|From within 100 yards, the best golfers in the world expect to knock it close every time. (Nick Serrata/EclipseSportswire.com)|
The fastest way to improve your score is to improve your short game from 100 yards in.
If you watch the best golfers in the world, they all miss the fairway more than 30 percent of the time, but from within 100 yards, they expect to knock it close every time. This is golf's scoring zone; it separates the winners from the losers, the low handicappers from everyone else.
The following golf tips will have you master your short game in no time:
For chip or pitch shots to an uphill or back pin location, adjust your stance so you are lined up parallel to the target. Play the ball in the middle of your stance using a 7, 8 or 9 iron, as opposed to your wedges.
Place your hands slightly ahead of the ball at address, and use the same motion you do when putting (an arm swing gives much better results than too much hand action).
Pitch shots fly higher than the chip shot, but they release and roll out once the ball hits the green. They're used for shorter shots than the chip shot or to pitch over an embankment, high grass or traps where there is plenty of room to land the ball on the green and run it to the pin.
Start by opening up your stance slightly, but keep your clubface square to the target. Play the ball in the middle of your stance, hands slightly ahead of the ball. For these shots, use one of your wedges (which wedge depends on the height of the shot you want to hit).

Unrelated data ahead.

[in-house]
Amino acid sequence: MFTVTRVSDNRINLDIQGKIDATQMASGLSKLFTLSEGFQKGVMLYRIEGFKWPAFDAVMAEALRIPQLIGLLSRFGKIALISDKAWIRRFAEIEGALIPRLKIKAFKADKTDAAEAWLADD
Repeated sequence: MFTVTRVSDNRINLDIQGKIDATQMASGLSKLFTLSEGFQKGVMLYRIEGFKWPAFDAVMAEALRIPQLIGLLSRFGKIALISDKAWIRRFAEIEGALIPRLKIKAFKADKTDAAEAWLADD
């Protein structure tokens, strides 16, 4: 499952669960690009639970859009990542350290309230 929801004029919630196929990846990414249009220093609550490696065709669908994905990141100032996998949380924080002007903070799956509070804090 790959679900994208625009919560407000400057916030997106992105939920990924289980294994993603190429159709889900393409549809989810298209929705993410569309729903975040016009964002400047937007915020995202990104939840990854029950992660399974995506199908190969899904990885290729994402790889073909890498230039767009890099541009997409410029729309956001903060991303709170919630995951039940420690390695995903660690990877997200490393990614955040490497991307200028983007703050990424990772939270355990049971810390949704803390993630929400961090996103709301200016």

To hit these shots lower, use an arm swing; to gain more height, use a little more wrist in the shots. Experiment when practicing, and you will create the optimal pitching motion for each shot selection.
To hit a high lob shot to a tight pin, start by taking a narrow stance and open it and the clubface, and play the ball forward off your front toe.
Aim slightly to the left of the target (right-hand golfers) because the ball is going to fly where the clubface is facing. This shot calls for an accelerating and descending motion into the ball. Finally, set your wrists early in the backswing, and use more hand action on these shots.
This is the most difficult short game shot to master, so practice these shots often.
September 16, 2009
Les Miller is longtime Golf Writers of America member who has written golf instruction for several newspapers and golf publications. His many years of experience as a golf professional, director of product development and tour relations for several major golf companies gives him a unique background that helps golfers increase their enjoyment of the game.